Principal Investigators

 

Leif Jensen, Penn State

Dr. Leif Jensen is a Distinguished Professor of Rural Sociology and Demography at Penn State. He has been a Research Associate of Penn State’s Population Research Institute for 30 years, where he served as Director from January 2003-June 2006. He is currently Associate Director of Penn State’s Social Science Research Institute, which brings together researchers from different disciplines around the focal areas of the human system, social disparities, smart and connected health, innovative methods, and dissemination and implementation of science. His areas of specialization include demography, social stratification, and the sociology of international development and economic change. Jensen has over 80 academic publications, government reports, and publicly accessible research briefs on topics including rural poverty, underemployment and other forms of employment hardship, informal work and household economic strategies, rural health and aging, the circumstances of well-being of U.S. immigrants and their children, new immigrant destinations, and issues in international development. His research in these areas has been supported by USDA, NICHD, NSF, USAID, and the Ford, Spencer, and Russell Sage foundations.

 

Shannon Monnat, Syracuse University

Dr. Shannon Monnat is an Associate Professor of Sociology and Senior Research Associate at the Center for Policy Research at Syracuse University.  She also serves as the Lerner Chair for Public Health Promotion and Co-Director of the Policy, Place, and Population Health Lab at Syracuse.  Much of her research is related to geographic disparities in population health, the social and spatial determinants of opioid misuses and mortality, and the social determinants of health.  She has consulted with the USDA Office of Rural Development on the upstream drivers of the opioid crisis and is currently collaborating with them on the development of an opioid vulnerability index that captures both upstream (e.g., social, economic) and downstream factors (e.g. access to treatment) contributing to substance use disorder.  She has published over 70 peer-reviewed academic journal articles, book chapters, research briefs, and reports, and has presented her research to numerous public, academic, and policy audiences, including the United Nations, the National Academy of Sciences, the Aspen Institute, and at Congressional briefings.  Monnat has expertise in disseminating research to public audiences, and her research has been featured in several media outlets, including CNN, NPR, the New York Times, the Washington Post, the Wall Street Journal, and the Atlantic.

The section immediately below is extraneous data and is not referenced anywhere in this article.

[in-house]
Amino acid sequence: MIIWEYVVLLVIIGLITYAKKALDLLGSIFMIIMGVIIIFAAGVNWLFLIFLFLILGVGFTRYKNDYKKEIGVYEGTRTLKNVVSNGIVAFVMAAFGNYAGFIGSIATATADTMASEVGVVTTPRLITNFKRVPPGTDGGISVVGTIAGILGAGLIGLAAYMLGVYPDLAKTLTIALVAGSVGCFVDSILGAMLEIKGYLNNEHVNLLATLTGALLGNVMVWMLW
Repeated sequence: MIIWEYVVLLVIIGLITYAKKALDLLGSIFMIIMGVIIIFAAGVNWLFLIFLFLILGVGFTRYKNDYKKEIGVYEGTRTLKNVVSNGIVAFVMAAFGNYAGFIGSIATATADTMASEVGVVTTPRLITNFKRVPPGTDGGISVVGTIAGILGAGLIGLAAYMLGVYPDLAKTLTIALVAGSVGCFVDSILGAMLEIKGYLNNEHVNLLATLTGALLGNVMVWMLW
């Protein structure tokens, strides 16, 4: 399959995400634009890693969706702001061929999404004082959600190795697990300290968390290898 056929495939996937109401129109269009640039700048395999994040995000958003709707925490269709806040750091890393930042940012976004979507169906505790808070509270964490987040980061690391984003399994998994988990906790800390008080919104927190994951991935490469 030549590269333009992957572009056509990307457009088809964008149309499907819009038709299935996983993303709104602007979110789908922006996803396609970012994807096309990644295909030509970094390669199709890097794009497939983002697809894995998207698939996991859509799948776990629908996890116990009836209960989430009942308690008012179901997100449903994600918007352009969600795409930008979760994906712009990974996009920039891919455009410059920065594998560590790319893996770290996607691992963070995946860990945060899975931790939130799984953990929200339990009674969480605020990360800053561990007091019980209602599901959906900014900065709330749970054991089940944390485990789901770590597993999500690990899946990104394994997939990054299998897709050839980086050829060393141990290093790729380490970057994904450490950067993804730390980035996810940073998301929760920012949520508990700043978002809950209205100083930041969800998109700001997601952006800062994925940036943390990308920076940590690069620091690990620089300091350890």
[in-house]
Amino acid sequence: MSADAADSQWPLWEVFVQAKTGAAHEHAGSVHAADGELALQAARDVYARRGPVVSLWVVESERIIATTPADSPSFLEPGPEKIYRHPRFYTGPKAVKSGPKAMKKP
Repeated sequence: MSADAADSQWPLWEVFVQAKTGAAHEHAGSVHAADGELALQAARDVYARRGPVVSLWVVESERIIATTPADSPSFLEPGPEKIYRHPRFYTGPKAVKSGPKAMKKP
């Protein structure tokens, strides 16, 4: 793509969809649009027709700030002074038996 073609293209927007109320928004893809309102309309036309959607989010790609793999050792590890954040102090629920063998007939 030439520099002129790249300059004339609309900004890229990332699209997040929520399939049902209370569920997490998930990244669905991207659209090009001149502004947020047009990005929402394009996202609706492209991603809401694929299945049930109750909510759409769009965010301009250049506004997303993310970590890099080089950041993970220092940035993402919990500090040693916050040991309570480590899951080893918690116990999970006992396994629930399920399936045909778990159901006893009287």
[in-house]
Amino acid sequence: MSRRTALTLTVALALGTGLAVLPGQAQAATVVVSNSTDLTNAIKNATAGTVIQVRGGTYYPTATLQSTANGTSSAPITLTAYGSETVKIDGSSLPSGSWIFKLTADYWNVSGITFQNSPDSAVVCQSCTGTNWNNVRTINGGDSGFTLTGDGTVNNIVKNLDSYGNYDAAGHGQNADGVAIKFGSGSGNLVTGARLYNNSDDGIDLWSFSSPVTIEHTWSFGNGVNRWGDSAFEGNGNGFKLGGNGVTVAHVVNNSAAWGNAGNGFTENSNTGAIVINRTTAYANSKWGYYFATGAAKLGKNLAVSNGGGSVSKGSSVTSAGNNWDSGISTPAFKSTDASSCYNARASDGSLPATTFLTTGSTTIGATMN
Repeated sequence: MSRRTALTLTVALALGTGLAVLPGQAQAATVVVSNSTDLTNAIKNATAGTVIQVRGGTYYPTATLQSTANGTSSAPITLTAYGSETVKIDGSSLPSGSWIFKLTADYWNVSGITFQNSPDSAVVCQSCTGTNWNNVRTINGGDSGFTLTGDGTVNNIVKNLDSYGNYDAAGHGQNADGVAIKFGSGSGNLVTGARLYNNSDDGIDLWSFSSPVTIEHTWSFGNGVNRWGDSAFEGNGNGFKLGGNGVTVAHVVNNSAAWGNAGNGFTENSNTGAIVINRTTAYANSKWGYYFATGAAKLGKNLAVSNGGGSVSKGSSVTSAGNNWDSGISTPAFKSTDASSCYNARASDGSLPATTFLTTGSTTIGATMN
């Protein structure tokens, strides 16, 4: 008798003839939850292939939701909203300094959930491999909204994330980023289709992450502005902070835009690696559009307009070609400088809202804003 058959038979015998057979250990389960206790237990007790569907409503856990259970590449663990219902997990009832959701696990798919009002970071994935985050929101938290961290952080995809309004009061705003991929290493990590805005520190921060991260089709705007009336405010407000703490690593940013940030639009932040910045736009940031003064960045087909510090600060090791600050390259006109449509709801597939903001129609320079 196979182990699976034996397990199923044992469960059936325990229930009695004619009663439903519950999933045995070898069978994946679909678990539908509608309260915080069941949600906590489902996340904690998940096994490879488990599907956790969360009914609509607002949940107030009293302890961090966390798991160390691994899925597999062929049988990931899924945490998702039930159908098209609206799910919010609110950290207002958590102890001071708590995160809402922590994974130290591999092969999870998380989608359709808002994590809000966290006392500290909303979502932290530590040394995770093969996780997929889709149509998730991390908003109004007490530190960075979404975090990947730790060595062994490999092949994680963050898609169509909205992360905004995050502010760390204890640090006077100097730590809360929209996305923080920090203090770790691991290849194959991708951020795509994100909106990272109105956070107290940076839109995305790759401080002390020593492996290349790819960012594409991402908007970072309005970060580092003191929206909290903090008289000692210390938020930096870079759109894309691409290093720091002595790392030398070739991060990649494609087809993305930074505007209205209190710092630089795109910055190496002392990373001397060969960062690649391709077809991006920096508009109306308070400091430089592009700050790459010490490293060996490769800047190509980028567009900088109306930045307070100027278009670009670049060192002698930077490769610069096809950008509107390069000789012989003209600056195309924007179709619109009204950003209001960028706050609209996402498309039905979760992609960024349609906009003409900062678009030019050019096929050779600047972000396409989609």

John Green, The University of Mississippi

Dr. John Green is a Professor of Sociology at the University of Mississippi and Director of the Center for Population Studies at UM.  He also serves as the Director of the Society and Health undergraduate academic minor.  His research background includes population studies, community and regional development, and population health.  Green’s research is primarily concerned with the intersections between community context and health and wellbeing, considering the latter as both driving and resulting from uneven forms and patterns of development.  Much of his research focuses around the intersections of development and health of infants, youth, and young adults in rural areas with aging populations, multi-generational households, and grandparents playing key caregiving roles.  He believes that engaging with community organizations and beneficiaries in rural areas would help to advance knowledge and inform the development of policy and practices around aging and lifestyle related chronic health conditions.

 

Lori Hunter, University of Colorado, Boulder

Dr. Lori Hunter is a Professor of Sociology at the University of Colorado, Boulder.  She also serves as a Faculty Research Associate for the Institute of Behavioral Science’s Research Programs on Environment & Society.  As Director of CU Boulder’s Population Center, she facilitates research on migration, health, and population-environment interactions.  She was editor-and-chief of Population and the Environment for 10 years before resigning in 2017.  Some of Hunter’s past research has included topics such as demographic change and economic well-being of rural U.S. households, international demographic dynamics in rural areas, and migration as related to environmental conditions in both South Africa and rural Mexico.  She has published over 50 peer-reviewed manuscripts and book chapters on these topics and is regularly invited to speak on climate-migration connections.

 

Martin Sliwinski

Dr. Martin Sliwinski is a Professor of Human Development and Family Studies and Director of the Center for Healthy Aging at Penn State.  His research contributions cover a broad range of topics in the domain of health and aging, including cognition, dementia risk, stress, and emotion regulation.  Past research has included using advanced longitudinal methods to evaluate cognitive aging theory and examining risk and protective factors for dementia and methods for improving the early detection of subtle cognitive decline.  Currently, his research is working to develop and validate novel ambulatory methods for measuring cognitive function using mobile technology in naturalistic settings.